Carolyn Franklin (and Erma too) lived in the shadow of her famous older sister, Aretha. Yet when Carolyn made her secular music debut (for Lloyd Price’s Double L label in 1963) she went out under the name “Candy Carroll”. A couple of singles failed to register, so a disillusioned Carolyn re-grouped and divided her time between singing backup vocals for Aretha and working a day job at the US Post Office. She also found time to write songs and a number of her tunes were recorded by big sis – notably ‘Save Me’ and the quite lovely Aretha classic ‘Ain’t No Way’. Song-writing success brought Carolyn to the attention of RCA Records and she debuted for that label in 1969 with the LP ‘Baby Dynamite’. Two more albums followed – ‘Chain Reaction’ and ‘I’d Rather Be Lonely’ but none were more than moderately successful. A fourth album was recorded – ‘From The Bottom Of My Heart’ – but when the producer, Jimmy Radcliffe (yes, the ‘Long After Tonight Is All Over’ man) died suddenly, the LP was shelved and Carolyn went back to working with Aretha, penning the massive hit ‘Angel’ for her. In 1976 Salsoul records started negotiations to sign the youngest of the Franklin sisters and it was probably this that encouraged RCA execs to release the lady’s shelved album, though they decided to rename it ‘If You Want Me’ and this wonderful example of mid 70s sweet soul has just won reissue on bbr Records.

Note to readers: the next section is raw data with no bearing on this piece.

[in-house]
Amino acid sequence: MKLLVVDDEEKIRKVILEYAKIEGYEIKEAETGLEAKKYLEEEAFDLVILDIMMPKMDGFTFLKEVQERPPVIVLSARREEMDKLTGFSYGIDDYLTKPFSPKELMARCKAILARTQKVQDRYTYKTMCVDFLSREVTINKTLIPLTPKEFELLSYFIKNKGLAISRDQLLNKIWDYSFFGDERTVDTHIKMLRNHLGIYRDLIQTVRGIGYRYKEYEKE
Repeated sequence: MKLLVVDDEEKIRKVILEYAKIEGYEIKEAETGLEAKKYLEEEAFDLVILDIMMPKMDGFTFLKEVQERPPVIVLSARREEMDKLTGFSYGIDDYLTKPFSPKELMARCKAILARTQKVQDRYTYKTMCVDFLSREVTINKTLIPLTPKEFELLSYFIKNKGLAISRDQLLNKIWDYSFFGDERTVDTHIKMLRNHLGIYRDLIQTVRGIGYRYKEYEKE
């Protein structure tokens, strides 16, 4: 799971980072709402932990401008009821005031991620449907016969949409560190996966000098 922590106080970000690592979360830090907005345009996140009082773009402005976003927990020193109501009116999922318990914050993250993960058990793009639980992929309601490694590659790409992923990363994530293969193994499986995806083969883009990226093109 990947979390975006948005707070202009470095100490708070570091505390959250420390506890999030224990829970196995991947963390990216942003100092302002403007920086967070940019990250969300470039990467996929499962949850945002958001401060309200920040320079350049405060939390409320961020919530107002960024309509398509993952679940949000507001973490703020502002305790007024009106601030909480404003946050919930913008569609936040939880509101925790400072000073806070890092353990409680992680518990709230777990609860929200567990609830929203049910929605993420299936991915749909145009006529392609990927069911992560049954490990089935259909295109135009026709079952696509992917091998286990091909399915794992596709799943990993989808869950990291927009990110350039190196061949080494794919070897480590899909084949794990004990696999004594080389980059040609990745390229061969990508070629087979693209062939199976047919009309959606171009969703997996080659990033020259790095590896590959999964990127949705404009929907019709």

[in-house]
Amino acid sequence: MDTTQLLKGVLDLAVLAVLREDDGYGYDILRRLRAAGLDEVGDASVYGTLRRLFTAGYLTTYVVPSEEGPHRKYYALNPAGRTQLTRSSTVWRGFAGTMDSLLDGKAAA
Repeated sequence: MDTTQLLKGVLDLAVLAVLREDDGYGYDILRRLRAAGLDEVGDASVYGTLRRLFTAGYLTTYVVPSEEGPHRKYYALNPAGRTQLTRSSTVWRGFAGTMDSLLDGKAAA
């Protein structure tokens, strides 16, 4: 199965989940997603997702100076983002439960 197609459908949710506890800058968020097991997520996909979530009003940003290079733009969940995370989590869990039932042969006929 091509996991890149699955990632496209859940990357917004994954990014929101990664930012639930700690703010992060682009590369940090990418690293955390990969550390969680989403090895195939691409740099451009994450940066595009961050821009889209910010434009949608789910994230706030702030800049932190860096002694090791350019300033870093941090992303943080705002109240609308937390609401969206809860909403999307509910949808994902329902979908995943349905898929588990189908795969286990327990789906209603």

The set opens with a lovely, lilting ‘From The Bottom Of My Heart’. Produced by Wade Marcus, it’s a great little tune and though even Carolyn admitted she lacked the passion of Aretha, great songs like this one don’t demand histrionics – just a sweet soul voice, which Carolyn sure had. Other highlights include two Sonny Sanders-helmed cuts – ‘Sunshine Holiday’ and ‘You Can Have My Soul’ while Jimmy Radcliffe’s title cut is noteworthy too. The set’s big cover is a melancholic take on the Philly chestnut ‘You Are Everything’ and Carolyn does a good job and if you want a great 70s soul ballad try ‘I Can’t Help My Feeling So Blue’
Despite’s the set’s excellence it failed to register (too darn soulful for the disco crazy mid 70s?) and sadly Carolyn’s proposed liaison with Salsoul bore no fruit. ‘If You Want Me’ in fact turned out to be Carolyn Franklin’s last solo album. She continued doing bvs for Aretha but tragically she contracted breast cancer and died at the ridiculously young age of 43 in 1988. ‘If You Want Me’, therefore, stands as a fitting tribute to a long neglected talent.